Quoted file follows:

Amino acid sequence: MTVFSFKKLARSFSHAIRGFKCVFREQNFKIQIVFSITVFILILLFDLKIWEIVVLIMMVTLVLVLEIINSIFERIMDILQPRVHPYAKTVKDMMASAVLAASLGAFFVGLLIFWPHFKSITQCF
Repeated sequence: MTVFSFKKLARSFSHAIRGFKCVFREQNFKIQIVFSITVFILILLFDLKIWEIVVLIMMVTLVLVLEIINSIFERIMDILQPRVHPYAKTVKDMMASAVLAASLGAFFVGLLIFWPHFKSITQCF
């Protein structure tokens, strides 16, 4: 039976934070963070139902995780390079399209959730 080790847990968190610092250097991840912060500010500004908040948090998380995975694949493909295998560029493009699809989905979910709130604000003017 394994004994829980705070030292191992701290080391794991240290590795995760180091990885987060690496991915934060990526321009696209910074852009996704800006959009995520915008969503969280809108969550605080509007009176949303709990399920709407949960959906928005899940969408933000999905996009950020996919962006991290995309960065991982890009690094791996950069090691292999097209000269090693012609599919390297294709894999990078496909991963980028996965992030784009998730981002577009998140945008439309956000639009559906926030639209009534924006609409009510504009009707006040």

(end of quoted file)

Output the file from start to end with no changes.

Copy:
Amino acid sequence: MTVFSFKKLARSFSHAIRGFKCVFREQNFKIQIVFSITVFILILLFDLKIWEIVVLIMMVTLVLVLEIINSIFERIMDILQPRVHPYAKTVKDMMASAVLAASLGAFFVGLLIFWPHFKSITQCF
Repeated sequence: MTVFSFKKLARSFSHAIRGFKCVFREQNFKIQIVFSITVFILILLFDLKIWEIVVLIMMVTLVLVLEIINSIFERIMDILQPRVHPYAKTVKDMMASAVLAASLGAFFVGLLIFWPHFKSITQCF
């Protein structure tokens, strides 16, 4: 039976934070963070139902995780390079399209959730 080790847990968190610092250097991840912060500010500004908040948090998380995975694949493909295998560029493009699809989905979910709130604000003017 394994004994829980705070030292191992701290080391794991240290590795995760180091990885987060690496991915934060990526321009696209910074852009996704800006959009995520915008969503969280809108969550605080509007009176949303709990399920709407949960959906928005899940969408933000999905996009950020996919962006991290995309960065991982890009690094791996950069090691292999097209000269090693012609599919390297294709894999990078496909991963980028996965992030784009998730981002577009998140945008439309956000639009559906926030639209009534924006609409009510504009009707006040």